With the slight bit of controversy slowly bubbling up around R&T calling the new 911 Turbo a "supercar," I think it's time to ask this question: What really makes a car a supercar?
Is it the sheer performance? If so, the Nissan GT-R, 911 Turbo, and pretty much every purpose-built track machine out there is a supercar. That's obviously not the best way to look at it.
The exclusivity? If that's the metric, maybe you could call the Juke R a supercar, or even a Boss 302 'Stang could be one. Neither of those are supercars, I think we can agree.
Price? Supercar, a Rolls Royce Phantom ain't.
Absurdity? I find nothing super about the Morgan 3-Wheeler.
Lustworthiness? Well, while I truly and deeply desire to own an Audi RS2, that doesn't make it a supercar.
I think, then, that it is the combination of factors - the amalgamation of competing forces into a single product - that makes a supercar super. And in no particular amount is any one truly necessary, though supercars often share certain aspects (high price, low number of seats).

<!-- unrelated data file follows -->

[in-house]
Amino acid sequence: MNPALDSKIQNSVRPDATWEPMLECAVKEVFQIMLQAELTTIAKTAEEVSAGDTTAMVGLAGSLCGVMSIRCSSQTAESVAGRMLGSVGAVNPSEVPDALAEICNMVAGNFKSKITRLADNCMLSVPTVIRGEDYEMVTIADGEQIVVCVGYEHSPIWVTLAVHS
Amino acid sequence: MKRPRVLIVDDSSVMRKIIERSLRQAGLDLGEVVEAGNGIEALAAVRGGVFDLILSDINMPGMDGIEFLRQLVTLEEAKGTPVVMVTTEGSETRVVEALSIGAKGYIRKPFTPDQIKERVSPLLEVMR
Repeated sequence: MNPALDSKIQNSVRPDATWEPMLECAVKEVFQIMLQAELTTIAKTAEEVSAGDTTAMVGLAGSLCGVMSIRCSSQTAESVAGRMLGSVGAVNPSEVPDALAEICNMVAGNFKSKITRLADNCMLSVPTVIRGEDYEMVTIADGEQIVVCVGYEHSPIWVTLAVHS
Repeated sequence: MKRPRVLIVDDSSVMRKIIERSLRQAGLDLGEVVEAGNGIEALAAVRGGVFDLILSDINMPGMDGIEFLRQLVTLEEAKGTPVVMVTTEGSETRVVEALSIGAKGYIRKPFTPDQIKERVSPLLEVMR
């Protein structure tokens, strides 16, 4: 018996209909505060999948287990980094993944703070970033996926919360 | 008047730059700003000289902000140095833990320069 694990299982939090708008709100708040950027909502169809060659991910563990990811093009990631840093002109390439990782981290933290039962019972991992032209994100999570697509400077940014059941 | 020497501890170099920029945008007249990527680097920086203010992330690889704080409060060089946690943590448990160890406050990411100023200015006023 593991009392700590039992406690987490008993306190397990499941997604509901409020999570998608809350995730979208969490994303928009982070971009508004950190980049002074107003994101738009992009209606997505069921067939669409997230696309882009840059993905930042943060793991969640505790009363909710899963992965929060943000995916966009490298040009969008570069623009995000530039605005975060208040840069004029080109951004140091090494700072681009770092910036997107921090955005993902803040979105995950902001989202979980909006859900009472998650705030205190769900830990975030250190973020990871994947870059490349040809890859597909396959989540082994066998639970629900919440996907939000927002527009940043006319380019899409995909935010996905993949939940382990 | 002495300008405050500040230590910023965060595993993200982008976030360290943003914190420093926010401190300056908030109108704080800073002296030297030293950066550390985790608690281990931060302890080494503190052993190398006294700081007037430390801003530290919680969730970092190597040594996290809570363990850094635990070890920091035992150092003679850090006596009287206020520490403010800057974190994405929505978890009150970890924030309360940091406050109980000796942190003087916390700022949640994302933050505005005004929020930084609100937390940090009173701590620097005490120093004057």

So, is the new 911 Turbo a supercar because it performs like a supercar? I think to say this is to dilute the meaning of the word. It's taking a feeling, something we can only vaguely articulate even as car people, and commoditizing it into something it should not be. Supercars are foremost about a feeling.
Cars like the 911 Turbo, the Nissan GT-R, and track-built weapons like the Ariel Atom are, by contrast, deeply concerned with a concrete justification for existence. They work to show you their value - you are paying for performance, for something fast. That's not a supercar, it's just a really fast car.
A supercar should be something that, despite its flaws, has a certain exotic appeal that is intangible. It should be something you'd have to think twice about actually owning. Whether or not a particular supercar is something you personally find appealing is an entirely different discussion, but I think this is really the meat of the issue: a supercar should drive people to controversy, not seek to satisfy everyone. No one looks at a 911 Turbo and goes "well, that's just offensive."